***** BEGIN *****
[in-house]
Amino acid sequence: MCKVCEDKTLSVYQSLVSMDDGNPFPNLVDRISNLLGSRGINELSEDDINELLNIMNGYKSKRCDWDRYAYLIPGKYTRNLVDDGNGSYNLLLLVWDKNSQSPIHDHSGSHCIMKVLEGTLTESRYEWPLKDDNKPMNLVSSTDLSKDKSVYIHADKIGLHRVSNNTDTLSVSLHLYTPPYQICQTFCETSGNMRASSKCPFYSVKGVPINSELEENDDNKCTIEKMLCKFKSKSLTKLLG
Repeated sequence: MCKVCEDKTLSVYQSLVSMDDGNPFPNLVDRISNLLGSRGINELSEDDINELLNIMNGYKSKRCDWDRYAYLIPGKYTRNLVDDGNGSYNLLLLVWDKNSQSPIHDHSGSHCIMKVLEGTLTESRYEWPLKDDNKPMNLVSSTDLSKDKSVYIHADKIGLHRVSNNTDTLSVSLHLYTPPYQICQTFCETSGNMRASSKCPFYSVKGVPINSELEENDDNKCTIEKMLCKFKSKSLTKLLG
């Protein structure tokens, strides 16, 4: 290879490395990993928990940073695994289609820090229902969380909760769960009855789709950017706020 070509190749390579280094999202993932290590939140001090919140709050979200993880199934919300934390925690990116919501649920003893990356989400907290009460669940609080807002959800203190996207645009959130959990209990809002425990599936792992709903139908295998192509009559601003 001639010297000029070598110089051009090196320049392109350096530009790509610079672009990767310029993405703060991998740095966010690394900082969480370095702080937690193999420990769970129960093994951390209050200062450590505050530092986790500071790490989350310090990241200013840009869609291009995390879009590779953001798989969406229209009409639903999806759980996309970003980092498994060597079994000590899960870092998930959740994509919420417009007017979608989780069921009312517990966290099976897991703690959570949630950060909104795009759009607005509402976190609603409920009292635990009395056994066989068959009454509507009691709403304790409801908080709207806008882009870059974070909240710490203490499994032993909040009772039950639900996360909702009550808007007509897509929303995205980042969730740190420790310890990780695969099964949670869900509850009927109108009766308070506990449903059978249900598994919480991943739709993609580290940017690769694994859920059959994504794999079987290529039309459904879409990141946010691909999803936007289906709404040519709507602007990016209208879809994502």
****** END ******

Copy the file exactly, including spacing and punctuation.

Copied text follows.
[in-house]
Amino acid sequence: MCKVCEDKTLSVYQSLVSMDDGNPFPNLVDRISNLLGSRGINELSEDDINELLNIMNGYKSKRCDWDRYAYLIPGKYTRNLVDDGNGSYNLLLLVWDKNSQSPIHDHSGSHCIMKVLEGTLTESRYEWPLKDDNKPMNLVSSTDLSKDKSVYIHADKIGLHRVSNNTDTLSVSLHLYTPPYQICQTFCETSGNMRASSKCPFYSVKGVPINSELEENDDNKCTIEKMLCKFKSKSLTKLLG
Repeated sequence: MCKVCEDKTLSVYQSLVSMDDGNPFPNLVDRISNLLGSRGINELSEDDINELLNIMNGYKSKRCDWDRYAYLIPGKYTRNLVDDGNGSYNLLLLVWDKNSQSPIHDHSGSHCIMKVLEGTLTESRYEWPLKDDNKPMNLVSSTDLSKDKSVYIHADKIGLHRVSNNTDTLSVSLHLYTPPYQICQTFCETSGNMRASSKCPFYSVKGVPINSELEENDDNKCTIEKMLCKFKSKSLTKLLG
């Protein structure tokens, strides 16, 4: 290879490395990993928990940073695994289609820090229902969380909760769960009855789709950017706020 070509190749390579280094999202993932290590939140001090919140709050979200993880199934919300934390925690990116919501649920003893990356989400907290009460669940609080807002959800203190996207645009959130959990209990809002425990599936792992709903139908295998192509009559601003 001639010297000029070598110089051009090196320049392109350096530009790509610079672009990767310029993405703060991998740095966010690394900082969480370095702080937690193999420990769970129960093994951390209050200062450590505050530092986790500071790490989350310090990241200013840009869609291009995390879009590779953001798989969406229209009409639903999806759980996309970003980092498994060597079994000590899960870092998930959740994509919420417009007017979608989780069921009312517990966290099976897991703690959570949630950060909104795009759009607005509402976190609603409920009292635990009395056994066989068959009454509507009691709403304790409801908080709207806008882009870059974070909240710490203490499994032993909040009772039950639900996360909702009550808007007509897509929303995205980042969730740190420790310890990780695969099964949670869900509850009927109108009766308070506990449903059978249900598994919480991943739709993609580290940017690769694994859920059959994504794999079987290529039309459904879409990141946010691909999803936007289906709404040519709507602007990016209208879809994502």